Future of the Left formed in 2005 with Andrew Falkous, Jack Eggleston, and Kelson Mathias in Cardiff, Wales. Mathias later left the band, and Julia Ruzicka and Jimmy Watkins joined creating the current lineup. The first album of theirs I heard was The Plot Against Common Sense. The songs certainly stood out rather quickly. Falkous’s lyrics are witty, satirical, and most importantly (to me) relatable and meaningful.
Sheena is a T-Shirt Salesman for example is obviously a reference to the Ramones’ song Sheena is a Punk Rocker. The song really embodies the way I see Future of the Left and Falkous’s writing. To me, they represent a new form of punk that is emerging in my generation and one that is not painfully embarrassing or merely copying the past. As you could predict, this song talks about the commercialization of punk rock and probably the bands I am referring to who are painfully embarrassing. In the last stanza of the song Falkous writes, “This song is dedicated/To the merchandise manufacturers/Who made it possible/With their hard work, talent, application/And love of tote bags.” I didn’t realize how much I wanted to come across a band like this until I did. A band that recognizes that so many other bands are becoming businesses and focusing on the money as they let their music turn to (or remain) complete shit.
I cannot help but see the relation of this song and Falkous’s ideas to the Fugazi song Merchandise. The lyrics, “Merchandise keeps us in line/Common sense says it’s by design/What could a businessman ever want more/than to have us sucking in his store/We owe you nothing/You have no control/You are not what you own” are very much along the same lines as what Falkous writes. Merchandise and the perception of a band as more of a salable commodity than an artistic endeavor was definitely a problem during the time that Fugazi was together, but it seems as if it has become an even bigger problem today. This is not a rant against selling t-shirts and other sorts of merchandise, but it is difficult to deny the businesslike aspects of bands that engage in activities such as creating music videos for the purpose of drawing more attention to themselves and paying companies to shove their music under all sorts of people’s noses like college radio stations and people who are said to know what they are talking about when it comes to music. I see the transformation of a band (or any other artistic endeavor) into a business as a bad thing because businesses focus on what people demand, and art focuses on what is going on inside the mind of the artist. I also find it hard to believe that every single band that has produced music videos had a fundamental artistic vision and drive to do so and was not motivated by the desire for more money and attention.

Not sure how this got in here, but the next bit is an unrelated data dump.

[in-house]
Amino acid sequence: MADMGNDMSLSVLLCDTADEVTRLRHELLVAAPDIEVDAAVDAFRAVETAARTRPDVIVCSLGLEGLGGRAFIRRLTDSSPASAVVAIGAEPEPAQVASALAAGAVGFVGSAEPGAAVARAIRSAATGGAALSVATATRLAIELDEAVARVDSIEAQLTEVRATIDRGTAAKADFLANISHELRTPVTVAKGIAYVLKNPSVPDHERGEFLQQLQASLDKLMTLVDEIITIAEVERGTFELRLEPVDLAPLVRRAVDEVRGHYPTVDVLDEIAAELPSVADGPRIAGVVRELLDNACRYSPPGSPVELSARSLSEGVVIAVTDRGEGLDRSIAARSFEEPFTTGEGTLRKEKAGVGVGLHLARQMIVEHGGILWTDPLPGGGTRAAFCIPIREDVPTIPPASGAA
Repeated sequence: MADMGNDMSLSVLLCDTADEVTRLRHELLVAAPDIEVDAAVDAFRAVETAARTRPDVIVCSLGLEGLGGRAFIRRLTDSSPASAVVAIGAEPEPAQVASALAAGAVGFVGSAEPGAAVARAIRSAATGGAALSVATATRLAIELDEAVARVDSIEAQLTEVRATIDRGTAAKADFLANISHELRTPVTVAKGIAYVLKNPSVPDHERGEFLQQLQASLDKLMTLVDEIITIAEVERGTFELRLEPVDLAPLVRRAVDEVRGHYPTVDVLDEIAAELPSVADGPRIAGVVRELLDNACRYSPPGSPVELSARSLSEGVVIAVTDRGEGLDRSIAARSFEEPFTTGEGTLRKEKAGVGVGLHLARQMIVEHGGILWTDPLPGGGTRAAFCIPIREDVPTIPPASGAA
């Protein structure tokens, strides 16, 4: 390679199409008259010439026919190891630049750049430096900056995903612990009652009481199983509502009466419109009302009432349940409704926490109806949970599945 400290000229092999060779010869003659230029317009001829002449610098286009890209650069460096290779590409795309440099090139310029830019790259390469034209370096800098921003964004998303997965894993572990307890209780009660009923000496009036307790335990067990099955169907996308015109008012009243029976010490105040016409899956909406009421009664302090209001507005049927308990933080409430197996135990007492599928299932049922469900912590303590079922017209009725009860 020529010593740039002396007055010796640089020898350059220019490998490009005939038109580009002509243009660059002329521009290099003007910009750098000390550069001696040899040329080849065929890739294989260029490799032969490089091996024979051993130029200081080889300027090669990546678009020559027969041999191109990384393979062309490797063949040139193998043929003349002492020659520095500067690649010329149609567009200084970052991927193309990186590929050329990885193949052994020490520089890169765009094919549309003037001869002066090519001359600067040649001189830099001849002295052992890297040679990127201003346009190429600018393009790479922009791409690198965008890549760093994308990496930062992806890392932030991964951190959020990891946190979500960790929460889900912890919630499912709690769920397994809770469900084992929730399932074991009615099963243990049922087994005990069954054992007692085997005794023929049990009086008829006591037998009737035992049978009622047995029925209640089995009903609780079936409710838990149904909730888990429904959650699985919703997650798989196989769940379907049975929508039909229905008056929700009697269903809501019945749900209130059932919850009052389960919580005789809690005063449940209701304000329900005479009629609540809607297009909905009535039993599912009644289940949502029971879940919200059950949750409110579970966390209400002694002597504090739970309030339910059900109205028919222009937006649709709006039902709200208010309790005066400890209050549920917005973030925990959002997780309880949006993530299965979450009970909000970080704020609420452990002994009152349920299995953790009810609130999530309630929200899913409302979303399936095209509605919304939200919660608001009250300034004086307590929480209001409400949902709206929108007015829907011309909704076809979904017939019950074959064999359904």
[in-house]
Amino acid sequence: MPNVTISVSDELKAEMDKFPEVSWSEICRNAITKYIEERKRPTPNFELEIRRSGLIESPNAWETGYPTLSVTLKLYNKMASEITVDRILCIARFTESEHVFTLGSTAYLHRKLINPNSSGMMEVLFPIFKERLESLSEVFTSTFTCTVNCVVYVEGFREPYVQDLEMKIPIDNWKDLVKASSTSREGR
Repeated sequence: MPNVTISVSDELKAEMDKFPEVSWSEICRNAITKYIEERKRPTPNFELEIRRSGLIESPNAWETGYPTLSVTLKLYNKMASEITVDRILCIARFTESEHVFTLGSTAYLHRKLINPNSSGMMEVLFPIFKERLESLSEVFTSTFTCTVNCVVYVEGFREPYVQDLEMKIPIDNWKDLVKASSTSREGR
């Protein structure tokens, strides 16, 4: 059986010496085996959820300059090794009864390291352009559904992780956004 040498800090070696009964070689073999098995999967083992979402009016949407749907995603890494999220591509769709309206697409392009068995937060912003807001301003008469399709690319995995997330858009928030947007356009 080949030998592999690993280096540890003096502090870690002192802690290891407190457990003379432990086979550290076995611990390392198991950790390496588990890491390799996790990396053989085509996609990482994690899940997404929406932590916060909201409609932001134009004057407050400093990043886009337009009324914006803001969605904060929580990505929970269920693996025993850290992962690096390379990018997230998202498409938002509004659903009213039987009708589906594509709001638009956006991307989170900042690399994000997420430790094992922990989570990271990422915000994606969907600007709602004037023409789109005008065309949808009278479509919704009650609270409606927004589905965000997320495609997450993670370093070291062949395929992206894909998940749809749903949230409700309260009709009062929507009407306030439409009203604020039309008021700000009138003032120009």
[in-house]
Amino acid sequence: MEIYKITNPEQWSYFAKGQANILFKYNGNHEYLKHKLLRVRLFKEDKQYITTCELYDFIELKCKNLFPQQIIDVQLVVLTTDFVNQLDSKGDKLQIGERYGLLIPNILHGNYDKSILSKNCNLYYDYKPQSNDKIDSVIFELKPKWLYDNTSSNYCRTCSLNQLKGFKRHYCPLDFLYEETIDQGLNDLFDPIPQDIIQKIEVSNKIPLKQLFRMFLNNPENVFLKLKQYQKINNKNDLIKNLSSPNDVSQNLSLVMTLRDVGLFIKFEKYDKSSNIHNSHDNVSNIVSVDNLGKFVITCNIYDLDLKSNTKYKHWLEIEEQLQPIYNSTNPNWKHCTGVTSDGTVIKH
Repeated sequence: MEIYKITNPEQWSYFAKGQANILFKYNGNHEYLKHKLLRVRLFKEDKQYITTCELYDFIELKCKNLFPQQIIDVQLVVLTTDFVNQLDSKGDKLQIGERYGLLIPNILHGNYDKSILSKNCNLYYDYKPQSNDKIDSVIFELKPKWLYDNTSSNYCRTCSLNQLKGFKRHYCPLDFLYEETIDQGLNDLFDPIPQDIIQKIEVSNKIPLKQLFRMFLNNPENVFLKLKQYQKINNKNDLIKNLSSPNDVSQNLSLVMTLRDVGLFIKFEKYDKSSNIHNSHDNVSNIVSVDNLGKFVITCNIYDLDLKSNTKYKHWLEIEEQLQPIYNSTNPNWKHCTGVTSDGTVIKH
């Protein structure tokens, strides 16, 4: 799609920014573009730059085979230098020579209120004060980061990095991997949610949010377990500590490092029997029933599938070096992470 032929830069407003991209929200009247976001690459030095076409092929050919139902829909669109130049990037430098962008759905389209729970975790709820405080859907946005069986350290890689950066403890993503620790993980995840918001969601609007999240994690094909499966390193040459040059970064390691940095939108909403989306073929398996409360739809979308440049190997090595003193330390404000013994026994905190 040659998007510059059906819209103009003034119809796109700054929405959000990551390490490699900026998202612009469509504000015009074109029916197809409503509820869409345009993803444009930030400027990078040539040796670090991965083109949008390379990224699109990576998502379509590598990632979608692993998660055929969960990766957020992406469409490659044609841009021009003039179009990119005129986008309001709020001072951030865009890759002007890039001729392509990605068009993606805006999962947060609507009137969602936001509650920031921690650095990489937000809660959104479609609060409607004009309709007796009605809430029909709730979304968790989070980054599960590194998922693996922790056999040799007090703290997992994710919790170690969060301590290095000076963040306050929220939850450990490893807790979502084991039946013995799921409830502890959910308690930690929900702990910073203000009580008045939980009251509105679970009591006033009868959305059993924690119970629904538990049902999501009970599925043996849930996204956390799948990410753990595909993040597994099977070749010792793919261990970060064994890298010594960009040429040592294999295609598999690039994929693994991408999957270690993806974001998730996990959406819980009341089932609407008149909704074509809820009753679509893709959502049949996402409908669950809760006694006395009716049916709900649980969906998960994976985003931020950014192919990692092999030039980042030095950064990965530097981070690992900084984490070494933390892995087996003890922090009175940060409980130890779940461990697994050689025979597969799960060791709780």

I see Future of the Left as a band that could possibly be an inspiration for others who want to focus on the music and not impressing the right people or drawing a certain amount of attention. They certainly do focus on the music too. If they are an example of what is to come in this post-punk (there’s no decent name for it) genre, then I am very excited. Beneath the Waves an Ocean, on that same album, has a bass line like none I have ever heard before. As Falkous shouts, “You’ll never find peace with the name they gave you,” I always start pondering what he means and usually come to the conclusion that we must redefine ourselves and our surroundings if we are unhappy or frustrated with the current state of our experience. Goals in Slow Motion has another great bass line, and Notes on Achieving Orbit is trance-inducing.
These songs are all on the third album, and there is a new one that was recently released called How to Stop Your Brain in an Accident. I have finally heard it, and it sounds tremendously heavy in the best possible way. The first song, Bread Cheese Bow and Arrow, is a fantastic first song for an album and does a good job of getting the listener in the mood to keep listening for what will come next. The Male Gaze is such a pleasing song and also lyrically interesting. French Lessons stands out in that it is slow and quieter, while Singing of the Bonesaws is a beautiful public service announcement (with a killer bass line) with lines like, “I cannot identify the bloodied bodies of my loved ones/they were killed whilst watching a new television show/on the MTV network/one where Kim Kardashian is chased through woodland/by a giant bear wearing a mask which carries the visage/of recently deceased film director Michael Winner.” And also, “the production team behind the show all simultaneously/come to the same horrifying conclusion/They have wasted the precious gift of life which has been/given to them by science!/They start attacking themselves with the nearest available/objects, breaking off camera tripods to ram them bloodily/into each other’s eyes, climbing up the highest branches/of trees to fall face down onto the pulsing earth.” Maybe this is what will happen when those making reality television realize just what exactly they are doing. It is certainly amusing to contemplate, and I’m glad Falkous is having these idealistic visions of the future.
I agree heartily with what this band has to say, and I am a huge fan of the way they choose to say it. I hope to come across many more bands that are still performing today who are just as original and who have equally important ideas to convey to those willing to listen. My only real negative thought is that I have not seen them live yet. If the opportunity ever arises, I will not hesitate to be there.